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    Patchwork most of the way. I did half the trail before I decided I wanted to finish it. I had a hurricane come through one year and had to do a quick change in sections while I was literally driving south (hurricane was supposed to turn offshore and changed track inland overnight). I did have a few relocations and closed sections of trail over 10 years. I ended up doing a pick up hike to clean them up. If at all possible I worked around the bubble to avoid it.It was rare that we didnt have shelters to ourselves. I did have a few soggy early spring sections up north but did a lot of the south in the fall. I did do a five week stretch from the south gate of SNP to Damascus one spring but after that went back to one or two week stretches.

    I did a lot of the trail with a couple of folks. A friend had half the trail under his belt and some good contacts for shuttles in PA. We would drop a car off and get a traditional shuttle back. On a couple of trips we even stashed a resupply bucket to cut down on pack weight. In 2002 me and another friend took two cars down and did cars spots for 5 weeks through much of VA, we got a lot of miles in as we never took a full day off but did take a town night every 4 or 5 days. We would plan the last day of the backpack so we got going very early and then got to the car around lunch. The rest of the day was resupply moving cars restaurant food and a motel or hostel. Next morning we were hiking again. After that we took two cars down for one week stretches and on the pick up trip we took one car and did key swapping. We both had econoboxes and the cost of gas from Northern NH was about what we might pay a shuttle driver. By having our own cars we got in more miles in a trip as we didnt have to wait around for a shuttle and resupplied from the trunk. We also got to see a lot more of the surrounding country, while folks were hiking down the green tunnel we got to check out a lot of real rural forest service roads and got far enough away from the trail to see a lot of places that hikers didnt know existed.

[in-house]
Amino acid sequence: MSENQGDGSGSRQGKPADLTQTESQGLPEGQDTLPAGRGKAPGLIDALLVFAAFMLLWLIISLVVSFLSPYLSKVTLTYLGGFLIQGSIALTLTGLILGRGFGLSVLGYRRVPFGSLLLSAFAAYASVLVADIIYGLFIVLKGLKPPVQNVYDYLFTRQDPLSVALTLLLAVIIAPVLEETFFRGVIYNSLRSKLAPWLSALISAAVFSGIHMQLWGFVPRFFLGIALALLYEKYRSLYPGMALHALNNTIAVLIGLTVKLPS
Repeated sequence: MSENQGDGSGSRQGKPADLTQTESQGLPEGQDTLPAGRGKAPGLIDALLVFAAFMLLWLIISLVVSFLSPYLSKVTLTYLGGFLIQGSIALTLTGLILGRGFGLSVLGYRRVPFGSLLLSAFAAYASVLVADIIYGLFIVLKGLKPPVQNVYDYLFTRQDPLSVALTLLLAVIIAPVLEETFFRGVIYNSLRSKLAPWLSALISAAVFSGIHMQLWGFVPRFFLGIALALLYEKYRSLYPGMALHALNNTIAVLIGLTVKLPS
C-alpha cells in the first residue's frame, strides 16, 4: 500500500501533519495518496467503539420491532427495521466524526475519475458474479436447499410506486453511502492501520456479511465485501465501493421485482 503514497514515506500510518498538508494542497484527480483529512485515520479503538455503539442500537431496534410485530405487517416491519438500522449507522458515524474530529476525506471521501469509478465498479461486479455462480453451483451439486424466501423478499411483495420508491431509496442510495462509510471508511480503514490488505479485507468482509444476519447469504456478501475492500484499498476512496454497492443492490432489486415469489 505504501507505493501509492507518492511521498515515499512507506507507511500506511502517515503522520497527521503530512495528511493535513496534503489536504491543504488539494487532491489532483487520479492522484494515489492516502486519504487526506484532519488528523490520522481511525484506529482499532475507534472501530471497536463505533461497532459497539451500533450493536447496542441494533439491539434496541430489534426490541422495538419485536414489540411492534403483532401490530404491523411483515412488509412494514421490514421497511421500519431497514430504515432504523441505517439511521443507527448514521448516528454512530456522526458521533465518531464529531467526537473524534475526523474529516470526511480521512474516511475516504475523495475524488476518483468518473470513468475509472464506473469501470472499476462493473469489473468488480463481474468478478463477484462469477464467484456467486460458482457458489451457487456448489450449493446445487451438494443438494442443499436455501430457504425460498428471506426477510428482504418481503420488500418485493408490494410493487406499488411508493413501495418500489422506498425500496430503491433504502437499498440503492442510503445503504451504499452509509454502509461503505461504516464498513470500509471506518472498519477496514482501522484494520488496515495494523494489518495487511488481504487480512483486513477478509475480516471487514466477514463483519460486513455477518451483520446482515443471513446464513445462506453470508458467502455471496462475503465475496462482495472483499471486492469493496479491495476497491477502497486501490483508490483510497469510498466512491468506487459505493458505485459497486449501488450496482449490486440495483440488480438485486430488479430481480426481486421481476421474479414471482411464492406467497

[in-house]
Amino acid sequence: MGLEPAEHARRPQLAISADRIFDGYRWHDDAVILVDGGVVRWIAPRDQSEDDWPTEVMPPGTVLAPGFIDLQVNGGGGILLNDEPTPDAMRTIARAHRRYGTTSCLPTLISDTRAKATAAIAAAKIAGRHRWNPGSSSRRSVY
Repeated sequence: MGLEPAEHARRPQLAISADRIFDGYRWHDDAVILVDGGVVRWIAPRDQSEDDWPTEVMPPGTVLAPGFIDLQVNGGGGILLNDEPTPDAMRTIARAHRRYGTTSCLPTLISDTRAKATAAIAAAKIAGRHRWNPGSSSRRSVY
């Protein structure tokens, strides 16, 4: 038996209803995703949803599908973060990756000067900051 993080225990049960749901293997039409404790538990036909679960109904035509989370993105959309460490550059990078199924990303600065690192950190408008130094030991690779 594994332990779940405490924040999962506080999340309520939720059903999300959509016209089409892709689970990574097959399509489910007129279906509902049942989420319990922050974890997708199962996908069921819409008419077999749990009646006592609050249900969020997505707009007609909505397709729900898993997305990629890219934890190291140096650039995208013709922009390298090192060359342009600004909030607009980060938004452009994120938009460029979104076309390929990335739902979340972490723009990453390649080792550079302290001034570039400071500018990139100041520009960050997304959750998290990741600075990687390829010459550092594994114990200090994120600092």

I dont think I ever would have done the trail solo. Since I tried to hike outside the bubble I really didnt try to synch into the thru hiker attitude. I encourage you to look and ask around to see if there is someone else with the same goals you have and try a one week section hike. Unless its a total mismatch you will figure it out after day or two. and by the end of the section you will know if you want to do another section. Realistically you dont even need to live near each other with the tow car method. I ran into various section partners that just got together to hike and then went their separate ways the rest of the year. BTW during the majority of out hikes we didnt share gear, we were both self sufficent and planned our own meals. My friend switched to an alcohol stove but I stuck with a Pocket Rocket.

  20. #20

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    No methodology for me. I hike the places that appeal to me at that moment. I’m guided by my feelings and what sounds fun...definitely don’t ascribe to a structured plan. The Best Plan is No Plan, (thanks Hikerboy), and I have to agree. Giving up control and going where life takes you is an incredible experience.